Saturday, May 07, 2005

David Blunkett's return

Had I known that David Blunkett would return to Government as the Secretary of State for Work and Pensions I would have been tempted to vote Labour!! As Home Secretary, he sought to overturn centuries of constitutional traditions in the UK such as trial by jury and suspending habeas corpus. Whilst I fundamentally diasgreed with these measures, he was certainly prepared to "think outside the box", will he do the same to the Welfare state?

His first goal will surely be to overhaul the currently bloated Invalidity Benefit paid to 2.7m people. The Welfare State We're in highlights some of the many disincentives to work for the "sick" and disabled people currently in receipt of the benefit. No Conservative Government could ever be "trusted" by left-wingers to introduce reforms to overhaul such a pivotal element of the welfare state that David Blunkett will hopefully seek and introduce.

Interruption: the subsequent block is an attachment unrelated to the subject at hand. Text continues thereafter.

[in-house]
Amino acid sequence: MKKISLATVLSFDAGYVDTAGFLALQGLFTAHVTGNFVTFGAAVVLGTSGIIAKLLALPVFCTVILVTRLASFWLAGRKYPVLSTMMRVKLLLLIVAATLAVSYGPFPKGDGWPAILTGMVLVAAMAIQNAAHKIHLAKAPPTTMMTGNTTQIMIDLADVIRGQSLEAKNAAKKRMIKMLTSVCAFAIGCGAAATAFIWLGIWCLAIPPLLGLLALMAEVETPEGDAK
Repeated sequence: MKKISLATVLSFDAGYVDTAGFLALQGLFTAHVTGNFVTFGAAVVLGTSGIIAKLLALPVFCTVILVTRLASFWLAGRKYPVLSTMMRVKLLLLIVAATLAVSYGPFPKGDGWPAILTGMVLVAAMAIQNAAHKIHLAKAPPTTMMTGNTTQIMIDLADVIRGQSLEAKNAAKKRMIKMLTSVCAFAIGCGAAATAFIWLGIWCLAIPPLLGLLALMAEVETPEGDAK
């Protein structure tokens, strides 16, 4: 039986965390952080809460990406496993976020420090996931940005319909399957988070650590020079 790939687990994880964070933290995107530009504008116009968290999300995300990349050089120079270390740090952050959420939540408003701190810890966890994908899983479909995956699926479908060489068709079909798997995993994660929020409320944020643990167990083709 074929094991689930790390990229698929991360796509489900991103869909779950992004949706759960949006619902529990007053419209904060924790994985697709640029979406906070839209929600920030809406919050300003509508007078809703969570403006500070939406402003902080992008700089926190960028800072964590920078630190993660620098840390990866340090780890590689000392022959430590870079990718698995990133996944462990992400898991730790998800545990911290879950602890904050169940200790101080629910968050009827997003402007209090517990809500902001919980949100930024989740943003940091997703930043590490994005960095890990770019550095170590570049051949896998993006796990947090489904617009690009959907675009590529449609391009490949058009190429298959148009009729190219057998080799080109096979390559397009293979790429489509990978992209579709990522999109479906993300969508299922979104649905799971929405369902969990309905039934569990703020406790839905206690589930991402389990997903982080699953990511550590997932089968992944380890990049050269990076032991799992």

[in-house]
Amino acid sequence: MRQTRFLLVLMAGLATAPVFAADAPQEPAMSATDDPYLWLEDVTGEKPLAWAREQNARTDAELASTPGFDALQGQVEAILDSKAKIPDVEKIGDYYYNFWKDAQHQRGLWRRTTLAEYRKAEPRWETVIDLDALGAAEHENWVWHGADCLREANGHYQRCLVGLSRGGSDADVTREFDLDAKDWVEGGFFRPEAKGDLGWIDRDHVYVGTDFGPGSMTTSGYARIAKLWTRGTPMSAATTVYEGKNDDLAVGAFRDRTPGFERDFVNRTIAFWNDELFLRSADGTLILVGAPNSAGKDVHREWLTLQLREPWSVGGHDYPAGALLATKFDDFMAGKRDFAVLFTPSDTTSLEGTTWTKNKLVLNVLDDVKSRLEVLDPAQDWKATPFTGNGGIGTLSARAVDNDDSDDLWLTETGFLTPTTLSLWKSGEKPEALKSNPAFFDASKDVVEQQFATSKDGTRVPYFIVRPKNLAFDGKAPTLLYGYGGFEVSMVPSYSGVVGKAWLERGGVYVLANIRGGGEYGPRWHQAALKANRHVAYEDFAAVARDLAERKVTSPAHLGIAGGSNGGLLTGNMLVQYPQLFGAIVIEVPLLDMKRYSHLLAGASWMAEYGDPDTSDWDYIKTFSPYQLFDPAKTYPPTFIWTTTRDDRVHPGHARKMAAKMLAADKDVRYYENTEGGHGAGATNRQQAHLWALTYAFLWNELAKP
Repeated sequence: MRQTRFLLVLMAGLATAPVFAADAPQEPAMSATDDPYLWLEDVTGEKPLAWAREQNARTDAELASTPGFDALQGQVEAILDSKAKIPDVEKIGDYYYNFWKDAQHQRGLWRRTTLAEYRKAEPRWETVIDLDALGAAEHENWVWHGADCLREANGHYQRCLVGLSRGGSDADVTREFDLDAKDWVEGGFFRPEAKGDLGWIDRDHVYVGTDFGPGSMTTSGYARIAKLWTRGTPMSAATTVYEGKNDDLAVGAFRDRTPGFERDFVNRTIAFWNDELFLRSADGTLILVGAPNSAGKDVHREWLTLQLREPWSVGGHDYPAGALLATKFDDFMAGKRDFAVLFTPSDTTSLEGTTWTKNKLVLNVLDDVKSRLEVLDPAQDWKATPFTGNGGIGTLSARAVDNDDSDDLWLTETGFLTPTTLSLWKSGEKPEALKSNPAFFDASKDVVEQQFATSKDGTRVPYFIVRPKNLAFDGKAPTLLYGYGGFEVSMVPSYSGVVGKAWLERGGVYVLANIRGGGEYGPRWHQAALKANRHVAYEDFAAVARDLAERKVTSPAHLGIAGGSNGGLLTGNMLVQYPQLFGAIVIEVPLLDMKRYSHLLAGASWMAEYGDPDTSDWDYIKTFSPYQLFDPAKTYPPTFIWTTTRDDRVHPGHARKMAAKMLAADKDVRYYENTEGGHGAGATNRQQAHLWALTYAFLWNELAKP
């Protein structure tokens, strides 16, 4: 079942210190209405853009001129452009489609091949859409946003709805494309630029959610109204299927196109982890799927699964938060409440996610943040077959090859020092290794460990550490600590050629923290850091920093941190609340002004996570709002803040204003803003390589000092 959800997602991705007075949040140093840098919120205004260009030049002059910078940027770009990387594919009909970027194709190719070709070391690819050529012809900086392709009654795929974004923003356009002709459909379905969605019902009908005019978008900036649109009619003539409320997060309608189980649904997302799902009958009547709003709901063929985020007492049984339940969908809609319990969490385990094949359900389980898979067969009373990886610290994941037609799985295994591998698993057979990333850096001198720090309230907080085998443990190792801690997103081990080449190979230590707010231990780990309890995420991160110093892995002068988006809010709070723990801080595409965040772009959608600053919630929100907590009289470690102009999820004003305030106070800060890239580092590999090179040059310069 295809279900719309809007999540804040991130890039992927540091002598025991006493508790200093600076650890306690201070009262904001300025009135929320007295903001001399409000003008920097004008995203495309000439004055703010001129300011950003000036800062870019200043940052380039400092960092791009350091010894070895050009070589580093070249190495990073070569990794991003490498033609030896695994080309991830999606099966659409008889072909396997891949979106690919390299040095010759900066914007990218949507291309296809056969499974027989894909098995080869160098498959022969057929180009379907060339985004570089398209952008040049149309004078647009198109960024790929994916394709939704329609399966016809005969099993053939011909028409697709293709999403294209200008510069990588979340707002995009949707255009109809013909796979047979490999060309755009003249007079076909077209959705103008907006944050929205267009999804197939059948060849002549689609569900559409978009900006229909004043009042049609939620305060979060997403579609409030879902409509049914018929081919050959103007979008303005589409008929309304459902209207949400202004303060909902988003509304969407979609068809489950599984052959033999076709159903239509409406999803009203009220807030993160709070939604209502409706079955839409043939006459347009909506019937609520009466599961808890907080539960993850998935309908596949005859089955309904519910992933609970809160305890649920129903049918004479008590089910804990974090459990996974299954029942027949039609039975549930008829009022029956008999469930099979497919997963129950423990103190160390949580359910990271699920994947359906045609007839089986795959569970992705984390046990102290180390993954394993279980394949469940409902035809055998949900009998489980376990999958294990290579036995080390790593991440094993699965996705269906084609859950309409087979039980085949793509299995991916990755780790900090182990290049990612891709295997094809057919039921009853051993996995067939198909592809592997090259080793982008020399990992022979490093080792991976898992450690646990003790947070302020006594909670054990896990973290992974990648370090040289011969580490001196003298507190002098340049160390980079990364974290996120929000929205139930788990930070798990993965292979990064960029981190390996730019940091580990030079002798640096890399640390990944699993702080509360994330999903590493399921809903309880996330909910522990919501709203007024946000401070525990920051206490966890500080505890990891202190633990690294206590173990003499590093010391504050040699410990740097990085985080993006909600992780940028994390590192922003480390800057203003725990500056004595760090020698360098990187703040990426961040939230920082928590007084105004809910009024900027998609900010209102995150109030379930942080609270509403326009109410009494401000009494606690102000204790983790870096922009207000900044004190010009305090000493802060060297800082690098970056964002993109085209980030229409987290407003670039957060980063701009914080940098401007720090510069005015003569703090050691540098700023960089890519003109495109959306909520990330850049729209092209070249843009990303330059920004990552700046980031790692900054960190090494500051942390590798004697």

His other goal will be dealing with the long term pensions crisis. Will he solve it by making long term savings compulsory or increasing the private sector retirement age to 70? Dare he battle the unions and raise the public sector retirement age to 65? Would Gordon Brown allow such a fight as he jostles for the vacancy at the top? Blunkett may try to make long term savings compulsory, but with a dip (at the very least) in the economy on the way, Gordon will not want consumer spending to fall further by making consumers save more and spend less, especially as taxes increase. Otherwise, the policies would surely result in a full on recession, destroying Gordon's image of a prudent Chancellor whose fine stewardship ended "boom and bust" in the economy. It would also make Gordon's working assumption of becoming Prime Minister a little harder to achieve.

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